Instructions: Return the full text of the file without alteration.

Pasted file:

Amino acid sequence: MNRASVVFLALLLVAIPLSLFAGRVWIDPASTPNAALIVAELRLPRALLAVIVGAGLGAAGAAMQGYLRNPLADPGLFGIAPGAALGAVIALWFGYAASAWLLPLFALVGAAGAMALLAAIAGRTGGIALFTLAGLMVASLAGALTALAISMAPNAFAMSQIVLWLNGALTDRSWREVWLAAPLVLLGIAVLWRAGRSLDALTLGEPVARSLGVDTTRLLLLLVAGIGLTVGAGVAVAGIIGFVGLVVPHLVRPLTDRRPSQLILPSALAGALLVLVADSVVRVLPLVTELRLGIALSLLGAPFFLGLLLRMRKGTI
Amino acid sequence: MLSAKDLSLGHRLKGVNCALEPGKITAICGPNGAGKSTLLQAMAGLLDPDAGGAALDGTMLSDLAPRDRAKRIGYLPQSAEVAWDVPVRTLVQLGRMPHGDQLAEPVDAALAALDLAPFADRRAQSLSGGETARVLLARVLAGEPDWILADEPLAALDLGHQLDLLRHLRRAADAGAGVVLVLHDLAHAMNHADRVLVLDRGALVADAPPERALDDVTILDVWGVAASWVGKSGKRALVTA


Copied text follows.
Amino acid sequence: MNRASVVFLALLLVAIPLSLFAGRVWIDPASTPNAALIVAELRLPRALLAVIVGAGLGAAGAAMQGYLRNPLADPGLFGIAPGAALGAVIALWFGYAASAWLLPLFALVGAAGAMALLAAIAGRTGGIALFTLAGLMVASLAGALTALAISMAPNAFAMSQIVLWLNGALTDRSWREVWLAAPLVLLGIAVLWRAGRSLDALTLGEPVARSLGVDTTRLLLLLVAGIGLTVGAGVAVAGIIGFVGLVVPHLVRPLTDRRPSQLILPSALAGALLVLVADSVVRVLPLVTELRLGIALSLLGAPFFLGLLLRMRKGTI
Amino acid sequence: MLSAKDLSLGHRLKGVNCALEPGKITAICGPNGAGKSTLLQAMAGLLDPDAGGAALDGTMLSDLAPRDRAKRIGYLPQSAEVAWDVPVRTLVQLGRMPHGDQLAEPVDAALAALDLAPFADRRAQSLSGGETARVLLARVLAGEPDWILADEPLAALDLGHQLDLLRHLRRAADAGAGVVLVLHDLAHAMNHADRVLVLDRGALVADAPPERALDDVTILDVWGVAASWVGKSGKRALVTA